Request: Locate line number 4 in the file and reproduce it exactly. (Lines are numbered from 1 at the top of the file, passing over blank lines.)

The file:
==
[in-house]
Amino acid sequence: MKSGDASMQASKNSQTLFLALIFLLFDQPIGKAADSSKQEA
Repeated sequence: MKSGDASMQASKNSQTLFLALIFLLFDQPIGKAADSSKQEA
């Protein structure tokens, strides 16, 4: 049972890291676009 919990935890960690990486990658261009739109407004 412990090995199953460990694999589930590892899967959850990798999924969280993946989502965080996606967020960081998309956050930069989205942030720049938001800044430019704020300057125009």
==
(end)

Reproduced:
């Protein structure tokens, strides 16, 4: 049972890291676009 919990935890960690990486990658261009739109407004 412990090995199953460990694999589930590892899967959850990798999924969280993946989502965080996606967020960081998309956050930069989205942030720049938001800044430019704020300057125009």